Military veterans represent one segment of the population that deals with an all-too-common problem in the medical and psychological arenas: chronic pain. People who suffer chronic pain can experience significant physical symptoms and, often, psychological symptoms. Because the physical discomfort caused by chronic pain can mimic the somatic symptoms of depression, it is imperative that clinicians be able to distinguish between the two. One of the most widely used tools for measuring depression is the Beck Depression Inventory (BDI-II) Revised. This scale measures physical, psychological, and behavioral symptoms; therefore, its accuracy in identifying depression among chronic pain sufferers has been questioned. Michael N. Lopez, a researcher from the Veterans Affairs’ Neuropsychology Testing Laboratory, wanted to determine if the existing BDI-II could predict depression in individuals with chronic pain, or if specific factors on the BDI-II should be considered separately in order to obtain accurate identification of depressive symptoms.
In a recent study, Lopez assessed 345 male veterans who were part of an outpatient chronic pain treatment program. After examining all factors on the BDI-II, Lopez found that three stood out as relevant for the indication of depression among people with chronic pain. Lopez discovered that “somatic complaints” (SC), “mood” (M), and “negative rumination” (NR) were unique predictors of depression. Although suicidal thoughts and other symptoms should be considered, they did not warrant independent factor analyses. Lopez believes that clinicians who work with chronic pain clients should consider how responses on these particular factors of SC, M, and NR fluctuate from normal ranges. Doing so could help professionals better distinguish between which clients have clinical levels of depression and which are having depression symptoms overestimated on the BDI-II. Lopez hopes that future research will look at female and male chronic pain clients in order to gauge the limits of the BDI-II in both sexes. He also hopes that future attempts will support the predictive ability of the three factors outlined here. “Meanwhile, we highly recommend that clinicians and researchers that work with male chronic pain veterans to apply the norms presented in this study when using the BDI-II to better detect and treat depression,” Lopez said.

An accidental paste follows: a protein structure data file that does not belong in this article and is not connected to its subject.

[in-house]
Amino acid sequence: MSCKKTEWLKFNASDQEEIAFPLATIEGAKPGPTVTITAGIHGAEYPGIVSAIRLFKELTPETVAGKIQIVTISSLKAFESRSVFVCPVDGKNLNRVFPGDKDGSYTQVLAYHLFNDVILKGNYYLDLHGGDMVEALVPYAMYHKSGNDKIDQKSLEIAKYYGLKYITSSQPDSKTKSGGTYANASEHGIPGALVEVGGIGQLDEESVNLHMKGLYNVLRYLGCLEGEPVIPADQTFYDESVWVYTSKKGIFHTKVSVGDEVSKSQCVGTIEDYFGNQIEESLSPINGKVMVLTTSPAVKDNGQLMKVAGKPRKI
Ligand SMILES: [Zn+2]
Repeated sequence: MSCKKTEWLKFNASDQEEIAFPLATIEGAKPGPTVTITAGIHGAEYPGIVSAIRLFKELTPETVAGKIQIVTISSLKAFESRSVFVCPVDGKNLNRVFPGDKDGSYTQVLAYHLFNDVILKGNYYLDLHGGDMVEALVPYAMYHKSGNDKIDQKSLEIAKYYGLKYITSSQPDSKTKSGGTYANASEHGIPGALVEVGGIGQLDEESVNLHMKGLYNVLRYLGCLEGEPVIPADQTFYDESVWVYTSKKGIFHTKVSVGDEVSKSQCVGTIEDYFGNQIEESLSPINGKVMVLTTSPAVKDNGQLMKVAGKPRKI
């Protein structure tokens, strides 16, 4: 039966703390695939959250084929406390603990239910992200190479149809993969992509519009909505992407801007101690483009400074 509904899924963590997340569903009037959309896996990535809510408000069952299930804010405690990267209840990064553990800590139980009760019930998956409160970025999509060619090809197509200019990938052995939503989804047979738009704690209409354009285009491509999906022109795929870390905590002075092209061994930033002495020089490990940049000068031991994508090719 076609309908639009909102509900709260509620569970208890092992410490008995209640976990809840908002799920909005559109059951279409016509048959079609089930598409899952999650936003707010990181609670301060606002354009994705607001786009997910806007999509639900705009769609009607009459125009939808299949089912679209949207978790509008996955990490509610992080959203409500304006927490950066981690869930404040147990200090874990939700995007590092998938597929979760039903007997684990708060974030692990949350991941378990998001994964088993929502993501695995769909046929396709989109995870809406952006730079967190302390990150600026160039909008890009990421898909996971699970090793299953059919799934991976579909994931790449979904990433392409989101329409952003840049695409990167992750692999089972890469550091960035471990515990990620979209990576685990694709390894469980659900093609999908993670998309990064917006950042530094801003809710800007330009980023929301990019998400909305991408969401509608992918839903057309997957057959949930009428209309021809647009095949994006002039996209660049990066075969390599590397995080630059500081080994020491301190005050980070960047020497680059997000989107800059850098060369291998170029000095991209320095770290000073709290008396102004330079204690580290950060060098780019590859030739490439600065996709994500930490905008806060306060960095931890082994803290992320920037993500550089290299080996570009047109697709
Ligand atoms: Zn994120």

Lopez, M. N., Pierce, R. S., Gardner, R. D., Hanson, R. W. (2012). Standardized Beck Depression Inventory-II scores for male veterans coping with chronic pain. Psychological Services. Advance online publication. doi: 10.1037/a0027920
© Copyright 2012 GoodTherapy.org. All rights reserved.
The preceding article was solely written by the author named above. Any views and opinions expressed are not necessarily shared by GoodTherapy.org. Questions or concerns about the preceding article can be directed to the author or posted as a comment below.